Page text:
The Obama administration over the past seven months has continually revised the total number of U.S. residents who enrolled in health coverage through the Affordable Care Act’s insurance exchanges during the first open enrollment period. The figure started at eight million in April and has fallen to 6.7 million as of yesterday. American Health Line rounds up a timeline of the revisions below.
The Affordable Care Act and Shrinking Enrollment
Compared with last year, round two of open enrollment under the Affordable Care Act went smoothly.
As HHS Secretary Sylvia Mathews said, HealthCare.gov is not perfect. However, it has functioned better in the first week of the second open enrollment period than it did for the first few months of the first round.
On the first day of the second open enrollment period -- which started Nov. 15 and ends Feb. 15, 2015 -- about 100,000 U.S. residents submitted applications for coverage through HealthCare.gov.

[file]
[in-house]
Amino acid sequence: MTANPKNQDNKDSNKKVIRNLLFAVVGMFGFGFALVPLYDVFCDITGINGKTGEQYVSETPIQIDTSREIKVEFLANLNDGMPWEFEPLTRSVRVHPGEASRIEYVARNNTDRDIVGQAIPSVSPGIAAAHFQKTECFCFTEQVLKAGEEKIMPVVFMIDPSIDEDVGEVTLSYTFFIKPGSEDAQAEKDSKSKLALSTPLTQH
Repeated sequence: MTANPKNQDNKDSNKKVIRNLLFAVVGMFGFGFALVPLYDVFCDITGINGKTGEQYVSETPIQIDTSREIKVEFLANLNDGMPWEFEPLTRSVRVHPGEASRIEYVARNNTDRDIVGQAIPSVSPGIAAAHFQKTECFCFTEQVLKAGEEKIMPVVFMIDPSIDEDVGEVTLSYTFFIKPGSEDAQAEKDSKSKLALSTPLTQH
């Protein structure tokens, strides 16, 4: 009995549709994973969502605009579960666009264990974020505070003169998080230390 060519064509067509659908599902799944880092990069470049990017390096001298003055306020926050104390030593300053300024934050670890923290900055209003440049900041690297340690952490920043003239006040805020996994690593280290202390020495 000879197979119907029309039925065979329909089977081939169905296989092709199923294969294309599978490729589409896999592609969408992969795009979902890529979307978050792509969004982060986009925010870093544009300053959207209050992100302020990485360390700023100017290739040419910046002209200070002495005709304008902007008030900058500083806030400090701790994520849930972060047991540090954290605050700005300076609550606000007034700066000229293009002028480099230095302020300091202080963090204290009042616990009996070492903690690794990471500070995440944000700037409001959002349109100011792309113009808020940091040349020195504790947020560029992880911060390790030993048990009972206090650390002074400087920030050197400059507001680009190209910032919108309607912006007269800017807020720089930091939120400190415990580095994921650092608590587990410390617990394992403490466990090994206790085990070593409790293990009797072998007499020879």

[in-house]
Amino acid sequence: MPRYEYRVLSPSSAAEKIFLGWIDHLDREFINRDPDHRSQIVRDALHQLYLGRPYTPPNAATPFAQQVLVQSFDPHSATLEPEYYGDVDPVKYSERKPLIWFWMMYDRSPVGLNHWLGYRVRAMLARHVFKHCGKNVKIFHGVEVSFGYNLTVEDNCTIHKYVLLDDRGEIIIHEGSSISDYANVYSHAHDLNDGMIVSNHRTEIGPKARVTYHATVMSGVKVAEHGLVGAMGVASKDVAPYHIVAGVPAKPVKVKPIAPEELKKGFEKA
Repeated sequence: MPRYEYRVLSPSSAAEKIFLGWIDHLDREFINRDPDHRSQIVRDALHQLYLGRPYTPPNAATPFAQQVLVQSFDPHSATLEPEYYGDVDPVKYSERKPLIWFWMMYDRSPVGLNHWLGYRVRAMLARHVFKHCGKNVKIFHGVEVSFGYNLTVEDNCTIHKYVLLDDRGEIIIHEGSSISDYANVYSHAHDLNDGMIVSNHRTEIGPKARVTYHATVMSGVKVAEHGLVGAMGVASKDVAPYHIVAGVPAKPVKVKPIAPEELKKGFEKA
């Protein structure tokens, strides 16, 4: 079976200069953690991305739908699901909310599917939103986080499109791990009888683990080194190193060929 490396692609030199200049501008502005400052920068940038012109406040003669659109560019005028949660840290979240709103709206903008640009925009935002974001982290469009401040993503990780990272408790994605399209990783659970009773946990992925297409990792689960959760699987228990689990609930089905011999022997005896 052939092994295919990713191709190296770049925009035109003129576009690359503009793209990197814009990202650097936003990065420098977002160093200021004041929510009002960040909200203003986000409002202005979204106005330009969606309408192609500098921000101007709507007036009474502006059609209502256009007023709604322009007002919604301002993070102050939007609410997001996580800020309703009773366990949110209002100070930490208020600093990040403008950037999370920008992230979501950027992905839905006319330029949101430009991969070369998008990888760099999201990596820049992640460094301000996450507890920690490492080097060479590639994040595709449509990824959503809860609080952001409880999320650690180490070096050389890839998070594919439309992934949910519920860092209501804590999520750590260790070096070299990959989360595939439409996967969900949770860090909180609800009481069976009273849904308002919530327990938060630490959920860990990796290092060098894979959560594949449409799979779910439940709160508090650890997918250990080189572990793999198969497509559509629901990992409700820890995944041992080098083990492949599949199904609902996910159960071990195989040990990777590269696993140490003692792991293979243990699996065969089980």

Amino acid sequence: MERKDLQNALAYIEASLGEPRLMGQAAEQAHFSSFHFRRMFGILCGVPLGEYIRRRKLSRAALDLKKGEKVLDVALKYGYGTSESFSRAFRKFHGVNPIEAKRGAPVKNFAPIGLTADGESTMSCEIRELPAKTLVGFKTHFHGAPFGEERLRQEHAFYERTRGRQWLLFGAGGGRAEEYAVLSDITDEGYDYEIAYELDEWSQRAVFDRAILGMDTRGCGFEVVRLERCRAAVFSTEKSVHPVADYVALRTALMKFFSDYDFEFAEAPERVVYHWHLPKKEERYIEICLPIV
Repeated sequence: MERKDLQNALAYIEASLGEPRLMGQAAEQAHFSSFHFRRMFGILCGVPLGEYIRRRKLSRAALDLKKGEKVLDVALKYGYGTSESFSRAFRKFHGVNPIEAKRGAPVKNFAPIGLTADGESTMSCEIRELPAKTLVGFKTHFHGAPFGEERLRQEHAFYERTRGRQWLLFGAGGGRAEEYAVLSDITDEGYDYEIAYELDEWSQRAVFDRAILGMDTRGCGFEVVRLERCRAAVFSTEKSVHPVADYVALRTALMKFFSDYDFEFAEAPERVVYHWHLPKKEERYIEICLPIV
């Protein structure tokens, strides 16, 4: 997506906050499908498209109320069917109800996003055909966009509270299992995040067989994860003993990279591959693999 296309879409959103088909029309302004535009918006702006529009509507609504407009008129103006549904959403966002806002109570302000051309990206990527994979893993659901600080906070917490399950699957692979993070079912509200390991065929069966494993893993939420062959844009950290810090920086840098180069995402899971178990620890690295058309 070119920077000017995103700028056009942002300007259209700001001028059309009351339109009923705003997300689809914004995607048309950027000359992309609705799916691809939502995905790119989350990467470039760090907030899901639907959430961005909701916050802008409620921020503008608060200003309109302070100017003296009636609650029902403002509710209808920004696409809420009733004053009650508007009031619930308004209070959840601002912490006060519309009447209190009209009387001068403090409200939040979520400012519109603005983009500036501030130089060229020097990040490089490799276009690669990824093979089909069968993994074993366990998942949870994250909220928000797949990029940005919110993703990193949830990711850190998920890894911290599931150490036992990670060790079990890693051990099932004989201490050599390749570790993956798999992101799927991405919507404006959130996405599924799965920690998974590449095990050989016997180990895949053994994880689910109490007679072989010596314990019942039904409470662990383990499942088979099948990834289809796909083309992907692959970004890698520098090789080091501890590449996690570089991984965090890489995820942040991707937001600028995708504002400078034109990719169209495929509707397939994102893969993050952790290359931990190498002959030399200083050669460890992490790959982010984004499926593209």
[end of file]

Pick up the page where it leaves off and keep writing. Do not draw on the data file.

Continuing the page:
The federal exchange's website this year is faster and equipped with a revamped site traffic overload detection system. As such, officials say the site appears to be handling its most basic functions.
However, some HealthCare.gov users did experience problems. For example, some consumers had issues logging into their accounts and verifying their identities through the site, though some of those issues were caused by human error, such as forgetting to reset passwords or using an incorrect email address to log in.
Despite those glitches, Burwell said "the vast majority of people coming to the site were able to get on and do what they had to do."
Does the Smoother OEP2 Launch Signal a Successful Second Year of the ACA?
A string of recently unearthed comments made by MIT economist Jonathan Gruber -- who worked on the Affordable Care Act -- have caused quite a stir. While his comments have been heavily politicized, the real question is what effect, if any, could his remarks have on the law?
Will 'Grubergate' Affect the ACA?